Table of Contents
Photo: ‘Stars At Noon’
A Masterclass By Margaret Qualley
Whatever this film lacked, it was made up for by a marvelous performance by Margaret Qualley. She is known for her roles in such films as Quentin Tarantino‘s ‘Once Upon a Time in Hollywood’ and the HBO series ‘The Leftovers’. She plays an American journalist stranded in present-day Nicaragua after writing an incendiary article on the country’s immoral and violent conduct during the Nicaraguan revolution. The portrayal of her character’s frustration and mental disconnection from the things she has to do to survive in a troubled country is as poignant as it is impressive. Her depiction of a withered and lost soul elicits genuine empathy as we see her trying to get back home. When you’re in her character’s situation, sometimes the only thing you can do is to let loose and try not to worry so much. Qualley does well to portray her character’s hilariously cynical and screwy persona. Daniel, the other main character, isn’t the only one that falls for her. Qualley’s performance was a series of scintillating superlatives that encapsulate her feminine charm and intoxicating spontaneity.
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Immersive Setting Cinematography
Taking place in present-day Nicaragua, the cinematography establishes the atmosphere of a troubled country. Shots of battered buildings and military patrolling the streets accentuate the impoverished nature of the setting. Shots of “out of” signs in restaurants and other places show the scarcity of various foods and resources in the country. These details in the cinematography do well to immerse the audience into the setting as much as possible and provide insight into a real country that has been struggling.
‘Stars At Noon’ – A Convincing Romance
This film did well to create a unique and unlikely romance between two individuals with their own serious problems in an unforgiving environment. The fact that they were able to find companionship during such an immensely difficult time was what gave this romance its charm. Intimate and sexual scenes only enhance this one-off connection that these two strangers suddenly developed. While what these characters had was attachment rather than love, it was still endearing that they grew so close to each other and were incredibly vulnerable with each other despite being complete strangers. Moreover, it exemplifies the serendipitous nature of life and love. Unlike many romance films, ‘Stars At Noon’ has a plot grounded in a serious setting that upsells the romance and gets us invested.
Pacing issues can affect any good movie, but ‘Stars At Noon’ was severely plagued with this issue. It took half an hour for a hint of plot to arise, leaving the audience lethargic by the time the story began to progress. This weak pacing doomed the film from the start. While there was well-done cinematography during the beginning, it does not justify the excess time it took to pick up some speed. It can be relatively easy to lose an audience, and this film can certainly lose the interest of anyone that isn’t willing to stick around for the entire movie.
A “Casual” Thriller
While the film on paper might have been thrilling, the film itself did not exude any thrill or urgency to an otherwise intriguing plot. The story was tied to a relevant present-day situation in the world that is inherently interesting. However, as the movie progresses toward its rising action, very little is done to keep the audience invested. It almost seemed as if the film was actively working to keep the conflict as understated as possible, which is a wrong move in the thriller genre. Action sequences were dull and ineffective in evoking any real sense of danger for the protagonists. Action and thrills were understated to the point that they created logical inconsistencies throughout the movie that were very off-putting. Had this element of the film been better, it could have made it one of the best films of the year. A promising movie was squandered by weakened components that could have easily been done better. Whether this lack of thrill stems from the original screenplay or from the director’s discretion remains unclear. Regardless, this was a huge oversight and a weak point for the production team.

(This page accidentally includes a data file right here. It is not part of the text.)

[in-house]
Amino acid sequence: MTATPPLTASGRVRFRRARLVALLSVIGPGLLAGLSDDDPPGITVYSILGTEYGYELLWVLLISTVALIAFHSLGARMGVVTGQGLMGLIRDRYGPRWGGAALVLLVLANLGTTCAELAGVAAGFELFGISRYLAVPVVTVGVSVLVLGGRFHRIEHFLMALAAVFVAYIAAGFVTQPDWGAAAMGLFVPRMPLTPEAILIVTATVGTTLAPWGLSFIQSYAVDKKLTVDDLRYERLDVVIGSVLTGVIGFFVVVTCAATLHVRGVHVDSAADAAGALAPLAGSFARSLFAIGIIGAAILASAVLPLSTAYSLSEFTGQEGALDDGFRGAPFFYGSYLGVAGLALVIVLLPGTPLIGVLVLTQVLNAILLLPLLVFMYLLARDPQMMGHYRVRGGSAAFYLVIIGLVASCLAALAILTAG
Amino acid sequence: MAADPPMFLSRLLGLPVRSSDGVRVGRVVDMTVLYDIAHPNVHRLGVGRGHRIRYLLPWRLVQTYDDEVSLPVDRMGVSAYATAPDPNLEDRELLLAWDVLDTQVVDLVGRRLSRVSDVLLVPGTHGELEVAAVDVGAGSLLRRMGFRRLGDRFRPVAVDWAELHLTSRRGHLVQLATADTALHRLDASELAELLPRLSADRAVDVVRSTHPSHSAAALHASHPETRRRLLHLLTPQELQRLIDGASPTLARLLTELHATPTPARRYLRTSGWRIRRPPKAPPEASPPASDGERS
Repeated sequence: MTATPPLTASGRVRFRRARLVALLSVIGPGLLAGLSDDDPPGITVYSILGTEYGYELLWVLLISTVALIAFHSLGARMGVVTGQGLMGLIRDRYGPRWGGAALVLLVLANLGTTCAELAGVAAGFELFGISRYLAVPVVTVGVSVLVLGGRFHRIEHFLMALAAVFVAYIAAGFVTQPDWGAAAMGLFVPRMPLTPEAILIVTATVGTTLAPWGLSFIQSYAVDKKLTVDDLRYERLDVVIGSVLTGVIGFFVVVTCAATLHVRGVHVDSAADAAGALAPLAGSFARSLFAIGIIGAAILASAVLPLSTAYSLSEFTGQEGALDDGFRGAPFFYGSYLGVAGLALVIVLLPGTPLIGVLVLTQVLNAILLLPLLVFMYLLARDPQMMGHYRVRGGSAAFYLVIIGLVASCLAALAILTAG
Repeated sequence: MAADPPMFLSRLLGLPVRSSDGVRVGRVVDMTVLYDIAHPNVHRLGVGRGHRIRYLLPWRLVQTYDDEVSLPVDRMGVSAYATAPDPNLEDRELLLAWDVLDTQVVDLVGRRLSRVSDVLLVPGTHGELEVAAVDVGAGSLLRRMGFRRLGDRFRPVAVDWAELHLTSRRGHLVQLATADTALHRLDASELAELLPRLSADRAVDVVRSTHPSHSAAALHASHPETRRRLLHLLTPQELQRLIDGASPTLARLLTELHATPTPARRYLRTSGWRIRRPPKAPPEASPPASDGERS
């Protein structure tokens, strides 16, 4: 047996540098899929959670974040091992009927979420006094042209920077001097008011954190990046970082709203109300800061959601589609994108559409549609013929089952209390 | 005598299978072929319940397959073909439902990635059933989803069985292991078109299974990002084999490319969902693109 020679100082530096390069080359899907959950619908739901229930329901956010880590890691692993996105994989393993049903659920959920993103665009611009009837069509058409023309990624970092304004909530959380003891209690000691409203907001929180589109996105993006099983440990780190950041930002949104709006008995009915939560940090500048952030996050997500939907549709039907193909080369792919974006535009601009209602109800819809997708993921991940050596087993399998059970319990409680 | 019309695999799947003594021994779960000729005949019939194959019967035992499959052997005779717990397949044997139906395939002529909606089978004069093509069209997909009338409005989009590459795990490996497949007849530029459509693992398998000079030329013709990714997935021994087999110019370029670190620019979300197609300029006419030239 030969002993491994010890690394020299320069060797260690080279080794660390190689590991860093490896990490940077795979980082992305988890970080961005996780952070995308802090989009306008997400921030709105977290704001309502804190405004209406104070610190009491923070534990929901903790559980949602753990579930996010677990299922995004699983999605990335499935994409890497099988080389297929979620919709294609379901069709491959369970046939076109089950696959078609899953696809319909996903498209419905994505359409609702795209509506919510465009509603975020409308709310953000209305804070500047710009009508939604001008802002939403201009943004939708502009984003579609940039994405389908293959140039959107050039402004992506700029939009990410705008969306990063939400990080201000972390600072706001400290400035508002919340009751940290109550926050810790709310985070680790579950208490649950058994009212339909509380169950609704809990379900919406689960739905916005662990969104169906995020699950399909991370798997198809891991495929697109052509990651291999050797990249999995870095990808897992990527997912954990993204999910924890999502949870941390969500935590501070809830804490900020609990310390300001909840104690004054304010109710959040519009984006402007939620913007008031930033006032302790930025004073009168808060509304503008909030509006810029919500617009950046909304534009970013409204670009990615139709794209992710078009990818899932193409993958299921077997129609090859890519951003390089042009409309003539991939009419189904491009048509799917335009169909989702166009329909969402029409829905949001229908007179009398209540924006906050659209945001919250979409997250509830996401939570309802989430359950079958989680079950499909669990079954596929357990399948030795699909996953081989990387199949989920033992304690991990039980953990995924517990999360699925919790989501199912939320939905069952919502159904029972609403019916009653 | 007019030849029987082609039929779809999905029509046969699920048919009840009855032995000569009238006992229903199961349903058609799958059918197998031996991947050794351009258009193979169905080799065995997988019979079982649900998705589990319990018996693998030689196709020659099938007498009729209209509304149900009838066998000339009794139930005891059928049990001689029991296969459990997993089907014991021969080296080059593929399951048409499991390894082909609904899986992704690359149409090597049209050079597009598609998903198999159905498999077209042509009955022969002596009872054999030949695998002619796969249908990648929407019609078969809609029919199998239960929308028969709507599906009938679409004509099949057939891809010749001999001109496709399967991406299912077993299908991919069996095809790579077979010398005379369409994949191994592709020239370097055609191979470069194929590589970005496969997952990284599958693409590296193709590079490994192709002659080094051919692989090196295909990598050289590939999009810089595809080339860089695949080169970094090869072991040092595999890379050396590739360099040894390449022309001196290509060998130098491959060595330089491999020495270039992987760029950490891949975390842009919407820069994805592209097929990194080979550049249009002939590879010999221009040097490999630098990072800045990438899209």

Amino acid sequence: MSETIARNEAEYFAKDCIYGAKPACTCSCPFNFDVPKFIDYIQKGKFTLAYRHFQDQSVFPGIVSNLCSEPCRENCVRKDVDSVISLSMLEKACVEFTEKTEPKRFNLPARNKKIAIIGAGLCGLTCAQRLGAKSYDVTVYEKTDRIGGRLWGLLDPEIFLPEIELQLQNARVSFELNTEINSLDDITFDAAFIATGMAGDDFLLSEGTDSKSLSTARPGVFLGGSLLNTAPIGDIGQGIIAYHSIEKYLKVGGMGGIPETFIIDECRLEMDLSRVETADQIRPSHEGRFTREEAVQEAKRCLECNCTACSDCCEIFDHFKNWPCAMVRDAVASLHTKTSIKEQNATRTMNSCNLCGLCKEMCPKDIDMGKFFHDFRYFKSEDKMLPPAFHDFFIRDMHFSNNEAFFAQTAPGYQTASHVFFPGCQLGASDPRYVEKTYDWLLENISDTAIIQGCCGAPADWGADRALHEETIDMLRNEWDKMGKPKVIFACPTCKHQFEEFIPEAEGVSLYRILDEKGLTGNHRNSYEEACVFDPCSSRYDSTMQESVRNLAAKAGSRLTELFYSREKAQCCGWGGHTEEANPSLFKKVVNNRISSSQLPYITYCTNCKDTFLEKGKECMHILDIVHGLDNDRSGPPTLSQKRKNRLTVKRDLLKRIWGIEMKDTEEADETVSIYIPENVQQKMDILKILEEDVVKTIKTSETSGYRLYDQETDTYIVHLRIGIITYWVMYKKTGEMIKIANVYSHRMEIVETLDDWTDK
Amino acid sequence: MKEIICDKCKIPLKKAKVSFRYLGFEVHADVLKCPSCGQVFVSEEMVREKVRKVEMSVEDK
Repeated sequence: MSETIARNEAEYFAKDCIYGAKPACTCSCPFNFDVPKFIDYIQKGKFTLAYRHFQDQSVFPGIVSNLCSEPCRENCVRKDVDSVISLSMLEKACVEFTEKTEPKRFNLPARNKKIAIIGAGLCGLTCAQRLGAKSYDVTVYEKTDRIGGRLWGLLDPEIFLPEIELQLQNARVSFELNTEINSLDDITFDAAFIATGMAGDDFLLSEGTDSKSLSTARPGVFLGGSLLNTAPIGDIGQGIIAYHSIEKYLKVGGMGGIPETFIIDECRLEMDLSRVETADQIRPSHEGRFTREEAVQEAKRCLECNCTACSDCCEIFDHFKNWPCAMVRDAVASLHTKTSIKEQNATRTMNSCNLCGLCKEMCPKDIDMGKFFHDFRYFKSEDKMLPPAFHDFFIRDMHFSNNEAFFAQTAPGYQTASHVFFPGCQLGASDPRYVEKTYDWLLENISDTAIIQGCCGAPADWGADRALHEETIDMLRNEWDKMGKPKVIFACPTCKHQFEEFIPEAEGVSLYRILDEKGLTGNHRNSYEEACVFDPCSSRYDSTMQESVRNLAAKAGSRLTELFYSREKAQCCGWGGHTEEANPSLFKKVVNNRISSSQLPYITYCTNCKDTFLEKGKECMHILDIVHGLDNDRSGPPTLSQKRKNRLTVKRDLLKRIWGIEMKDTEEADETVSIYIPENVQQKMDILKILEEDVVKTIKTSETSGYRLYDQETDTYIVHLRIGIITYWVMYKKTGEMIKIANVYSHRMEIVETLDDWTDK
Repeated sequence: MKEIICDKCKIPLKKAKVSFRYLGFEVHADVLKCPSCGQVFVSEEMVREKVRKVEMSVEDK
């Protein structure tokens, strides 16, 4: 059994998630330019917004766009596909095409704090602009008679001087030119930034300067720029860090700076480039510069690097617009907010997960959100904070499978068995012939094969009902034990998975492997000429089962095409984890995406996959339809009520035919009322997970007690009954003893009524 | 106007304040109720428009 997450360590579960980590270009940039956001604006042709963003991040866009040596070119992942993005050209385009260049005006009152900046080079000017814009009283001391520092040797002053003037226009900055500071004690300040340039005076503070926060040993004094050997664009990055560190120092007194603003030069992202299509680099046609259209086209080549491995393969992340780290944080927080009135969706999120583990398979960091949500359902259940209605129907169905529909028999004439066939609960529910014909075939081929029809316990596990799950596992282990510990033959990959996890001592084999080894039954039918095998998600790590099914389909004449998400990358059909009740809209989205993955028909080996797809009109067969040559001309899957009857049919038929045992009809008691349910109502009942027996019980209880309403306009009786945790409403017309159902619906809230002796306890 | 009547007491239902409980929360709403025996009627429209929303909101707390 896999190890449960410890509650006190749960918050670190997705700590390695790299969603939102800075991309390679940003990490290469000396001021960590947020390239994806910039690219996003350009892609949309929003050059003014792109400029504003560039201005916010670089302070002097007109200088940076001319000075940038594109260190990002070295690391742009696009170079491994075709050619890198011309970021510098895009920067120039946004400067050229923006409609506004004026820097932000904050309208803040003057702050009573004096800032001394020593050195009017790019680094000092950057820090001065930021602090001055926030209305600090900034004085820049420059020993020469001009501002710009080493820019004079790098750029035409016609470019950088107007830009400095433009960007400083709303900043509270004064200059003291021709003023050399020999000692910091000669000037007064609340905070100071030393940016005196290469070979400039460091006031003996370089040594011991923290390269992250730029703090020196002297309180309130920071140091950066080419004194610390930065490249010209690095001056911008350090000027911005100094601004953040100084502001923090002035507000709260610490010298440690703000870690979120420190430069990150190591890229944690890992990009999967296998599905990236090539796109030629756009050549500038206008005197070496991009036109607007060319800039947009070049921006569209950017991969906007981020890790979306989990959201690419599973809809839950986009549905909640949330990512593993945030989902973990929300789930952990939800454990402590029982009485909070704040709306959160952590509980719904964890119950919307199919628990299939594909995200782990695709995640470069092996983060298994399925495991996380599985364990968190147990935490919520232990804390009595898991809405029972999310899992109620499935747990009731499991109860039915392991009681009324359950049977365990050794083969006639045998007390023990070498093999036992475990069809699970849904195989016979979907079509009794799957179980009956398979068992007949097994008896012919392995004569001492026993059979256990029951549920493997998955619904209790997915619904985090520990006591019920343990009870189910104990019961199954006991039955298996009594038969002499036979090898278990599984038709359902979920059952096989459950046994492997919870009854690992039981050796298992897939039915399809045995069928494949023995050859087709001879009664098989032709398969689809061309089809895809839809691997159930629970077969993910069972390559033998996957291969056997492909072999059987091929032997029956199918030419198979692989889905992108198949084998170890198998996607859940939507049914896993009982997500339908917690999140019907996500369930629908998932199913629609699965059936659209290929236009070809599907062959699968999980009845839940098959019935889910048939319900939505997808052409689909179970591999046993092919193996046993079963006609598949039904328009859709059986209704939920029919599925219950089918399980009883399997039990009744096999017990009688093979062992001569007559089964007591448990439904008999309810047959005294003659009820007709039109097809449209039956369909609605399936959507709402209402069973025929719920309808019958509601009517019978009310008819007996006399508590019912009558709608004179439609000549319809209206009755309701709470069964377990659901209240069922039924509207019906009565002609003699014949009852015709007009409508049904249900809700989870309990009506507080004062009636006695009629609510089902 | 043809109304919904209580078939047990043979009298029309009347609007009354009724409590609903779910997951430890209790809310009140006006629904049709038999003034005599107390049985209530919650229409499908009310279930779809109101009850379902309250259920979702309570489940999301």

What Might Have Been
Joe Alwyn, who plays the lead role of Daniel, does not do enough to match his costar, Margaret Qualley’s brilliant performance in this film. The initial casting put Robert Pattinson in the role before he had to drop out due to scheduling conflicts while filming ‘The Batman.’ Pattinson has shown his ability with romantic dramas such as ‘Remember Me’ and ‘Water For Elephants.’ His work in Christopher Nolan’s thriller ‘Tenet’ would have also been handy for this film. Overall, Pattinson l would have been a fantastic pairing with Margaret Qualley but sadly, this last-minute recast caused another problem for an already troubled project.
Although it was misidentified as a thriller, Claire Denis’ messy romance does just enough to make this film enjoyable. The setting and cinematography also give this film the substance and flair that is typically lacking in the romance genre. You’ll come for a thrill, but you’ll stay for the wonderfully talented and beautiful Margaret Qualley. ‘Stars At Noon’ is now available on Hulu.
By Alvaro Devora
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Alvaro Devora is an aspiring writer/director whose life revolves around the creation and appreciation of literary and cinematic content. Though still new to the industry, Alvaro is also passionate about discussing important and substantial topics in Film and TV, and has found the perfect place to do so at The Hollywood Insider. Being an anti-gossip media network and taking pride in meaningful content, The Hollywood Insider is a company that Alvaro can take pride in writing for and continue nurturing his passion.